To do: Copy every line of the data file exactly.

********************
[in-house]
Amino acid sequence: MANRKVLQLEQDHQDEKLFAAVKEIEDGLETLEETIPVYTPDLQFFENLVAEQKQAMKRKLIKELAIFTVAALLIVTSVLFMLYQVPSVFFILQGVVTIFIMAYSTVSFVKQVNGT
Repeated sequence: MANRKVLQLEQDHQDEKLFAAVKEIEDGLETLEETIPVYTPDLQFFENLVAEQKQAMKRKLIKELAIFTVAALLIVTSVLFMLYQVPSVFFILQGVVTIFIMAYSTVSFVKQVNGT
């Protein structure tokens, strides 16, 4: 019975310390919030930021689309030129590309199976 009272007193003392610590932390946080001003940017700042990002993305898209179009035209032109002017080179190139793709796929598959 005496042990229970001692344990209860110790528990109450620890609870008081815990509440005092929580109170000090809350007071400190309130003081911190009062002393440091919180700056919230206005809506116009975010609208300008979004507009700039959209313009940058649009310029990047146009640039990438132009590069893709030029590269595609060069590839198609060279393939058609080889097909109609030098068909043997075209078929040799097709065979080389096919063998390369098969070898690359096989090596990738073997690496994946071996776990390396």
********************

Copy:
[in-house]
Amino acid sequence: MANRKVLQLEQDHQDEKLFAAVKEIEDGLETLEETIPVYTPDLQFFENLVAEQKQAMKRKLIKELAIFTVAALLIVTSVLFMLYQVPSVFFILQGVVTIFIMAYSTVSFVKQVNGT
Repeated sequence: MANRKVLQLEQDHQDEKLFAAVKEIEDGLETLEETIPVYTPDLQFFENLVAEQKQAMKRKLIKELAIFTVAALLIVTSVLFMLYQVPSVFFILQGVVTIFIMAYSTVSFVKQVNGT
């Protein structure tokens, strides 16, 4: 019975310390919030930021689309030129590309199976 009272007193003392610590932390946080001003940017700042990002993305898209179009035209032109002017080179190139793709796929598959 005496042990229970001692344990209860110790528990109450620890609870008081815990509440005092929580109170000090809350007071400190309130003081911190009062002393440091919180700056919230206005809506116009975010609208300008979004507009700039959209313009940058649009310029990047146009640039990438132009590069893709030029590269595609060069590839198609060279393939058609080889097909109609030098068909043997075209078929040799097709065979080389096919063998390369098969070898690359096989090596990738073997690496994946071996776990390396």